FHB grant changes leave buyers 'worse off'

Steven Cross

The Victorian government has again been slammed for ‘tinkering’ with first home owner’s grants, which could prevent many from entering the property market.

According to the Real Estate Institute of Victoria (REIV), the abolition of the first home owner's grant for existing homes is a blow for a majority of buyers.

The changes have removed the $7,000 grant for existing homes while increasing the grant for new homes to $10,000, as well as reducing stamp duty by 40 per cent.

REIV CEO Enzo Raimondo said that first home buyers prefer existing homes and are now worse off, thanks to the new laws.

“A majority of first home buyers – around 70 per cent in the March quarter – prefer to choose established homes," he said.

“Right now, first home buyers benefit from $12,691 in combined government assistance on a $450,000 home. But after 1 July that will drop by $5,103.

“Assisting first home buyers by cutting their stamp duty is the most efficient and effective form of assistance, and the state government should have used its existing policy to ensure no first home buyer would be worse off under these changes.”

Elza Schilling, managing director of Noel Jones Caulfield for 20 years, told Real Estate Business that the first home owner's grant is vital to the housing market.

“The lower end of the market is going to suffer tremendously,” she said. “The young people won’t have an opportunity to secure a property.

“From the government's point of view, leaving the stamp duty as it was and keeping the grant sort of balances things out.

“So why are they removing the grant but keeping most of the stamp duty? They can’t have their cake and eat it too.”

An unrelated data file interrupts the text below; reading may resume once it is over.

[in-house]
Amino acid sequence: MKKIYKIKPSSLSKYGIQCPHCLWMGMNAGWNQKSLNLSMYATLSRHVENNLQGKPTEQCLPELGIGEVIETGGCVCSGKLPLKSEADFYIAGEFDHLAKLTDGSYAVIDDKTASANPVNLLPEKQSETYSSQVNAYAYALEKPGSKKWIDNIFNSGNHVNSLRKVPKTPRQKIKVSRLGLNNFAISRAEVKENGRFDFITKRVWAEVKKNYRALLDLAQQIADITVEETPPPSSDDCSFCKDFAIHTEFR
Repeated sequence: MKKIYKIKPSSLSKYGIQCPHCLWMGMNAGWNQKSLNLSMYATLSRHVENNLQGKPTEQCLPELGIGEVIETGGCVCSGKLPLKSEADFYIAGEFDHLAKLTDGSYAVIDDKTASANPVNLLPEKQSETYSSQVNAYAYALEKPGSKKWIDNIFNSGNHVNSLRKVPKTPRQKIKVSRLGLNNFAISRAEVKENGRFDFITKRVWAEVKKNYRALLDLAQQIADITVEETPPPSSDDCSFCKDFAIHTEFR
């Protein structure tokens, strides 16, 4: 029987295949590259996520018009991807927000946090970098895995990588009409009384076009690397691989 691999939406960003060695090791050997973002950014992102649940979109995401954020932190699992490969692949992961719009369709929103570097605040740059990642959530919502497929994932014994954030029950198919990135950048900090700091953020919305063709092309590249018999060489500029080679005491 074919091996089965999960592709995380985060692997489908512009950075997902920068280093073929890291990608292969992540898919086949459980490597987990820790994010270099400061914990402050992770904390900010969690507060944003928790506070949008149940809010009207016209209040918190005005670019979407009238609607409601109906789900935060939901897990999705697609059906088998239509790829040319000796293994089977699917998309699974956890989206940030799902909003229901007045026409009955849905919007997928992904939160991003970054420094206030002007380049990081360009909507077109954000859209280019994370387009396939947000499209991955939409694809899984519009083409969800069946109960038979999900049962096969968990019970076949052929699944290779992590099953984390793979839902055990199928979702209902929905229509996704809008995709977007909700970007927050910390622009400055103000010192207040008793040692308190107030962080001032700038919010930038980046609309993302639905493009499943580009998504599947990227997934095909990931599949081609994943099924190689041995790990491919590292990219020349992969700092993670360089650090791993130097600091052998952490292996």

The REIV agrees that the stamp duty cuts should have at least been increased to offset the loss of the grant.

“The stamp duty cuts committed to over two years ago should have not only been brought forward but increased to match the loss of the $7,000 grant,” Mr Raimondo said.

“From a policy perspective, it’s time to stop tinkering with first home buyer assistance. Rather than giving a grant that is less than the stamp duty bill and then changing the rules every year, they should provide a full exemption from stamp duty for all first home buyers.”

Steven Cross

The Victorian government has again been slammed for ‘tinkering’ with first home owner’s grants, which could prevent many from entering the property market.

According to the Real Estate Institute of Victoria (REIV), the abolition of the first home owner's grant for existing homes is a blow for a majority of buyers.

The changes have removed the $7,000 grant for existing homes while increasing the grant for new homes to $10,000, as well as reducing stamp duty by 40 per cent.

REIV CEO Enzo Raimondo said that first home buyers prefer existing homes and are now worse off, thanks to the new laws.

“A majority of first home buyers – around 70 per cent in the March quarter – prefer to choose established homes," he said.

“Right now, first home buyers benefit from $12,691 in combined government assistance on a $450,000 home. But after 1 July that will drop by $5,103.

“Assisting first home buyers by cutting their stamp duty is the most efficient and effective form of assistance, and the state government should have used its existing policy to ensure no first home buyer would be worse off under these changes.”

Elza Schilling, managing director of Noel Jones Caulfield for 20 years, told Real Estate Business that the first home owner's grant is vital to the housing market.

“The lower end of the market is going to suffer tremendously,” she said. “The young people won’t have an opportunity to secure a property.

“From the government's point of view, leaving the stamp duty as it was and keeping the grant sort of balances things out.

“So why are they removing the grant but keeping most of the stamp duty? They can’t have their cake and eat it too.”

The REIV agrees that the stamp duty cuts should have at least been increased to offset the loss of the grant.

“The stamp duty cuts committed to over two years ago should have not only been brought forward but increased to match the loss of the $7,000 grant,” Mr Raimondo said.

“From a policy perspective, it’s time to stop tinkering with first home buyer assistance. Rather than giving a grant that is less than the stamp duty bill and then changing the rules every year, they should provide a full exemption from stamp duty for all first home buyers.”

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